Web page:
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Stock Markets Steady as Omicron's Impact Is Assessed – The New York Times

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Eshe Nelson and
Data delayed at least 15 minutes
Source: FactSet
By: Ella Koeze
Global markets steadied on Monday, with stocks on Wall Street and oil prices gaining, as investors contemplated more carefully the knowns and unknowns of a new Covid-19 variant.
The S&P 500 rose 1.3 percent, rebounding from a 2.3 percent drop on Friday. That was its worst day since February and came after initial news of the discovery in southern Africa of the new variant, called Omicron. The World Health Organization labeled it a “variant of concern,” its most serious category.
Shares of companies in industries that had been bouncing back in recent months, like airlines and other travel firms, took big hits as governments reintroduced limits on movement across borders. Oil prices plunged on concerns about the economic toll of potential restrictions, while government bond yields fell amid an investor flight to the relative safety of sovereign debt.
On Monday, with quick answers about the threat from Omicron hard to come by, investors seemed less focused on potential disaster, and some of Friday’s moves were undone. While the new variant might turn out to be more contagious and vaccine resistant, it could also prove to be less dangerous to the health of the vaccinated or previously infected. Scientists haven’t come to firm conclusions, and it could take up to two weeks before the tests of current vaccines on the new variant have results. And Covid-related stock market drops are getting milder and shorter.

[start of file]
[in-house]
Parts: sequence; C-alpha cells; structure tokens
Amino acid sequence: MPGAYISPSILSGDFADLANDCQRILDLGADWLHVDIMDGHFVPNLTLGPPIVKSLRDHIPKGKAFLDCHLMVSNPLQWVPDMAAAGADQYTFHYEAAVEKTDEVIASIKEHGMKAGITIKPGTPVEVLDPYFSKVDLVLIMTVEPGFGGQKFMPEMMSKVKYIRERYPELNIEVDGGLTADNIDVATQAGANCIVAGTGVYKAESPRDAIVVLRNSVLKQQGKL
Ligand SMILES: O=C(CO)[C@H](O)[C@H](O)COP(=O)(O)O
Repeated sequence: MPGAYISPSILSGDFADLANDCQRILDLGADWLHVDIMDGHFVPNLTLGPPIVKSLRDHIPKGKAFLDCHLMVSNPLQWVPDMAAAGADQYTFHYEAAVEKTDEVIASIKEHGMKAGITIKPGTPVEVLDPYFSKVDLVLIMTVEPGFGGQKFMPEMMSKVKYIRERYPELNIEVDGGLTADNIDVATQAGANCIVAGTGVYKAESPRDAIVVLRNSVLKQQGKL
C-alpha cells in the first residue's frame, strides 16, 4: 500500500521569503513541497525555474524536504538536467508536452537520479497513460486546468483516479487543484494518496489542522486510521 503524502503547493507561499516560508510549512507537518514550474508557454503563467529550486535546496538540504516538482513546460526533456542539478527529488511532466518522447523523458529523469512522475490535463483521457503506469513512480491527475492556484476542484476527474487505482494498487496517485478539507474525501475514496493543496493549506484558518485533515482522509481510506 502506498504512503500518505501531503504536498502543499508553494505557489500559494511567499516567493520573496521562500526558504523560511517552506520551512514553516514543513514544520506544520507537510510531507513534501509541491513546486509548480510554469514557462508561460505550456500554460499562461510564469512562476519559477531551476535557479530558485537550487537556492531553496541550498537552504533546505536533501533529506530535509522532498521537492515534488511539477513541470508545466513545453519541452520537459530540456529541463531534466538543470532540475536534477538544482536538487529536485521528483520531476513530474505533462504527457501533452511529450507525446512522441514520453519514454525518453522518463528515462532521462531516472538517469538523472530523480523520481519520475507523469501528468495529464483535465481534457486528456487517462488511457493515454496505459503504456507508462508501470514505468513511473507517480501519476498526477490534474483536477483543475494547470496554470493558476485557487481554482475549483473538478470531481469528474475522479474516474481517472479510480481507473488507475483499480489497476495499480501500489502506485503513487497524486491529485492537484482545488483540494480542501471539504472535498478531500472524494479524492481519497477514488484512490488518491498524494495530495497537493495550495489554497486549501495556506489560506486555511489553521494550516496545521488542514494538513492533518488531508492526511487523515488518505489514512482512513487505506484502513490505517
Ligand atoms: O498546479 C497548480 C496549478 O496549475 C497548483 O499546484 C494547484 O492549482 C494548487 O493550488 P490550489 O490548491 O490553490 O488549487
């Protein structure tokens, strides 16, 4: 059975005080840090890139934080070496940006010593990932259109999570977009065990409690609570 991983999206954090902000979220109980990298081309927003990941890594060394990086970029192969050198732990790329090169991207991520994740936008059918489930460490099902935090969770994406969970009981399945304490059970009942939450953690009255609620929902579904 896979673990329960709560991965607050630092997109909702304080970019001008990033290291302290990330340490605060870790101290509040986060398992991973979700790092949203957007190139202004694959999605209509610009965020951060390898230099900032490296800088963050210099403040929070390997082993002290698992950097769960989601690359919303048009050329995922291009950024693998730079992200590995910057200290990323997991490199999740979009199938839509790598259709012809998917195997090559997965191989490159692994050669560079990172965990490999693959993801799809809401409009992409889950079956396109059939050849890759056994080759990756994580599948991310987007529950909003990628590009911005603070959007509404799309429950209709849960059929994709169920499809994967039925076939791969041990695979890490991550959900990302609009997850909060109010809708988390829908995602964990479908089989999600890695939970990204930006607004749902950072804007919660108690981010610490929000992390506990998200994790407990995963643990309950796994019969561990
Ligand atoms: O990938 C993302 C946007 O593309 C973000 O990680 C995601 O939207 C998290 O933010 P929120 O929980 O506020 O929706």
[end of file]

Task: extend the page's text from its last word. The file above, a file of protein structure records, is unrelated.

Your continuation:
When the virus first emerged in early 2020, the S&P 500 fell for a month and a half before recovering. In October 2020, a resurgence of cases led to a drop of 5.6 percent over a few days, but markets had rebounded within a week. In July of this year, the emergence of the Delta variant triggered a one-day slide of 1.6 percent that was recouped within a few days.
“We don’t know how dangerous it is to health, though early reports that it isn’t very dangerous, while downplayed by the cautious experts, are very seductive,” Kit Juckes, a strategist at Société Générale, wrote in a note to clients. “Against that backdrop, some of Friday’s madness has been reversed, but only part of it.”
Stocks in Europe also rose on Monday, with the Stoxx Europe 600 closing 0.7 percent higher. The FTSE 100 in Britain rose 0.9 percent, while stock indexes in France and Spain were also higher.
Futures of the two major oil benchmarks, Brent crude and West Texas Intermediate, gained 1 percent and 2.6 percent. With crude oil rebounding, shares of energy companies also climbed. Enphase Energy was up 3.8 percent, while Diamondback Energy gained about 2.3 percent.
Government bond yields also climbed. The yield on 10-year Treasury notes rose 4 basis points, or 0.04 percentage points, to 1.52 percent. On Friday, the yield had dropped 16 basis points, the steepest one-day fall since late March 2020. Concerns over newly imposed travel restrictions mostly eased on Monday, with travel and leisure stocks trading higher as President Biden said on Monday that the administration’s plan to combat Covid in the winter did not does not include “shutdowns or lockdowns,” and would instead rely on more testing, vaccinations and boosters.

Royal Caribbean Group rose 2.8 percent on Monday, while Norwegian Cruise Line was up 0.8 percent. Shares of United Airlines also rose. Moderna, the vaccine maker, rallied more than 10 percent.
Not every market rebounded, however. With Japan sealing its borders just days after reopening to short-term business travelers and international students, shares in Asia tumbled. The Nikkei 225 fell 1.6 percent, while stocks in Hong Kong fell 1 percent.
Carlos Tejada and Stephen Gandel contributed reporting.
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